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Singapore Unveils New Variable Capital Companies Regime

Tom Burroughes Group Editor 16 January 2020

Singapore Unveils New Variable Capital Companies Regime

Under the structure, fund managers can constitute investment funds as VCCs across traditional and alternative strategies, and as open-ended or closed-end funds. The move is also a way for Singapore to compete against rival financial hubs, such as Hong Kong.

A raft of wealth and asset managers have taken part in a pilot programme to test out a new Singapore-based “variable capital companies” regime, launched yesterday in the Asian city-state.

The VCC is being created by the Monetary Authority of Singapore and the Accounting and Corporate Regulatory Authority. The new corporate structure can be used for a wide range of investment funds and allows fund managers greater operational flexibility and cost savings, MAS and ACRA said in a statement. 

“It [the structure] will encourage more funds to be domiciled in Singapore and enhance our value as an international fund management centre,” they said. 

The move coincides with Singapore competing with other financial centres, such as Hong Kong, for a share of such business. Already, 18 organisations have piloted the scheme to test it out:  
Aggregate Asset Management; Arborvitae Capital; Assetfort Capital; Chartered Asset Management; CSOP Asset Management; DCG Capital; Gordian Capital Singapore; Heliconia Capital Management; Kamet Capital Partners; Meilun Asset Management; Mindful Wealth; Noviscient; Raffles Family Office; SOFOS Capital Management; Tembusu Partners; Ternary Fund Management;  UTI International (Singapore), and Yozma Singapore.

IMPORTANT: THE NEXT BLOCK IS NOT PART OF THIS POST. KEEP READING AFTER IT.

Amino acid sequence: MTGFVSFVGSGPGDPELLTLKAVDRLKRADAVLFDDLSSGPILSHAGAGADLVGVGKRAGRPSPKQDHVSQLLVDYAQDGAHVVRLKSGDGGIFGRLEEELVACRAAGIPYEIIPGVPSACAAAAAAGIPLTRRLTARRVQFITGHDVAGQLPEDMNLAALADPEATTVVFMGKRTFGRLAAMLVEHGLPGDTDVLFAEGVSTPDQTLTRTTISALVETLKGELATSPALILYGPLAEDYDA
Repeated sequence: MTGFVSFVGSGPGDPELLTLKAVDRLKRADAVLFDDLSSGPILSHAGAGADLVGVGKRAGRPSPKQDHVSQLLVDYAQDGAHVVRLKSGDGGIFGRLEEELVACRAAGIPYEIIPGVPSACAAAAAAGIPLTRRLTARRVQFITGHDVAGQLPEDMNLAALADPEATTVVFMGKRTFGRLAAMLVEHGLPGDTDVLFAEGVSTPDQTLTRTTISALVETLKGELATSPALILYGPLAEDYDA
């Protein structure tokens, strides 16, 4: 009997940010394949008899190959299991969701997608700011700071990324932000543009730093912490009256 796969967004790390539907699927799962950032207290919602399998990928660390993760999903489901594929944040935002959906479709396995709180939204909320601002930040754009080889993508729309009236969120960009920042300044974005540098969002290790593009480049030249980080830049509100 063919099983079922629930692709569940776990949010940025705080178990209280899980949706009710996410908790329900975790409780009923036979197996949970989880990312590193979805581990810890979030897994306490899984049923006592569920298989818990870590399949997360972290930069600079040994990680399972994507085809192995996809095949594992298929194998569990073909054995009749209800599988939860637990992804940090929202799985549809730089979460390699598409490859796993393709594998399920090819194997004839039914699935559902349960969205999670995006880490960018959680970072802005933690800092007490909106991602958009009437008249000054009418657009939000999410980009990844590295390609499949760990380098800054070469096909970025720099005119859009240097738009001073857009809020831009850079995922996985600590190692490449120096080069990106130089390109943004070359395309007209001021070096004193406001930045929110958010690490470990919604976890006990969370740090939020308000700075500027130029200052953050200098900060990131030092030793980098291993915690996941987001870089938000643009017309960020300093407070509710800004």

Yesterday, all these fund managers incorporated or re-domiciled a total of 20 investment funds as VCCs.  

Under the structure, fund managers can constitute investment funds as VCCs across traditional and alternative strategies, and as open-ended or closed-end funds. Fund managers may also incorporate new VCCs or re-domicile their existing investment funds with comparable structures by transferring their registration to Singapore as VCCs, MAS and ACRA said.

MAS said it has also launched a Variable Capital Companies Grant Scheme. The grant scheme will help defray costs involved in incorporating or registering a VCC by co-funding up to 70 per cent of eligible expenses paid to Singapore-based service providers. The grant is capped at S$150,000 for each application, with a maximum of three VCCs per fund manager.

“The VCC marks a significant chapter in the development of Singapore as a full-service international fund management and domiciliation hub. The VCC framework provides fund managers with a greater choice of investment fund vehicles in Singapore that caters to the needs of global investment funds and investors,” Benny Chey, assistant managing director (Development and International), MAS, said. “Fund managers will also be able to extract cost savings from centralising their fund management and domiciliation activities in Singapore and structuring their funds more efficiently. The VCC framework also creates new opportunities for Singapore-based fund service providers such as legal and tax advisors, accountants, fund administrators and fund custodians, as we expect more fund managers to use the VCC to structure their investment funds.”

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